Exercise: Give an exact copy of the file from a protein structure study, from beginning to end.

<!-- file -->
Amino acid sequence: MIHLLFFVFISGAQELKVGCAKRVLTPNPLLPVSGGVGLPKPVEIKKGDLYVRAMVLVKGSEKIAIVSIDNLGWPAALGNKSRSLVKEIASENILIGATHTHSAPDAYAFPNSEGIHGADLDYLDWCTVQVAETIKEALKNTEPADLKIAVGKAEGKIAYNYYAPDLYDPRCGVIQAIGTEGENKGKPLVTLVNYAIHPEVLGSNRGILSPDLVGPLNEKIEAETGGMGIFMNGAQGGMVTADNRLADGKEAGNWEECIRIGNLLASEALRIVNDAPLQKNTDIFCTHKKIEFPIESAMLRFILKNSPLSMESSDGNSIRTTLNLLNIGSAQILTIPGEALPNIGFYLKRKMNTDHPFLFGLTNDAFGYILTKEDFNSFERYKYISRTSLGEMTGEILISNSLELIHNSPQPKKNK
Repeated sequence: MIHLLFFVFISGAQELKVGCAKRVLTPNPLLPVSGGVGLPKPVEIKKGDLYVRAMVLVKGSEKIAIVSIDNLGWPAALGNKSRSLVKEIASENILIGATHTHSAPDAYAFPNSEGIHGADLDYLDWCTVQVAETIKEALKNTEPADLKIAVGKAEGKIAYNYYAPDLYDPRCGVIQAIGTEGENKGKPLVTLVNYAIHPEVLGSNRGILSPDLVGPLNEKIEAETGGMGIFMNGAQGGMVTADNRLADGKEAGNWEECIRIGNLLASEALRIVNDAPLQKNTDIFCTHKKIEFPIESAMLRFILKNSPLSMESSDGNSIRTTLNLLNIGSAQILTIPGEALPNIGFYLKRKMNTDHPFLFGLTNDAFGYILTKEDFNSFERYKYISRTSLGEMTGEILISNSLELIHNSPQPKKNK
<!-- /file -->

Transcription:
Amino acid sequence: MIHLLFFVFISGAQELKVGCAKRVLTPNPLLPVSGGVGLPKPVEIKKGDLYVRAMVLVKGSEKIAIVSIDNLGWPAALGNKSRSLVKEIASENILIGATHTHSAPDAYAFPNSEGIHGADLDYLDWCTVQVAETIKEALKNTEPADLKIAVGKAEGKIAYNYYAPDLYDPRCGVIQAIGTEGENKGKPLVTLVNYAIHPEVLGSNRGILSPDLVGPLNEKIEAETGGMGIFMNGAQGGMVTADNRLADGKEAGNWEECIRIGNLLASEALRIVNDAPLQKNTDIFCTHKKIEFPIESAMLRFILKNSPLSMESSDGNSIRTTLNLLNIGSAQILTIPGEALPNIGFYLKRKMNTDHPFLFGLTNDAFGYILTKEDFNSFERYKYISRTSLGEMTGEILISNSLELIHNSPQPKKNK
Repeated sequence: MIHLLFFVFISGAQELKVGCAKRVLTPNPLLPVSGGVGLPKPVEIKKGDLYVRAMVLVKGSEKIAIVSIDNLGWPAALGNKSRSLVKEIASENILIGATHTHSAPDAYAFPNSEGIHGADLDYLDWCTVQVAETIKEALKNTEPADLKIAVGKAEGKIAYNYYAPDLYDPRCGVIQAIGTEGENKGKPLVTLVNYAIHPEVLGSNRGILSPDLVGPLNEKIEAETGGMGIFMNGAQGGMVTADNRLADGKEAGNWEECIRIGNLLASEALRIVNDAPLQKNTDIFCTHKKIEFPIESAMLRFILKNSPLSMESSDGNSIRTTLNLLNIGSAQILTIPGEALPNIGFYLKRKMNTDHPFLFGLTNDAFGYILTKEDFNSFERYKYISRTSLGEMTGEILISNSLELIHNSPQPKKNK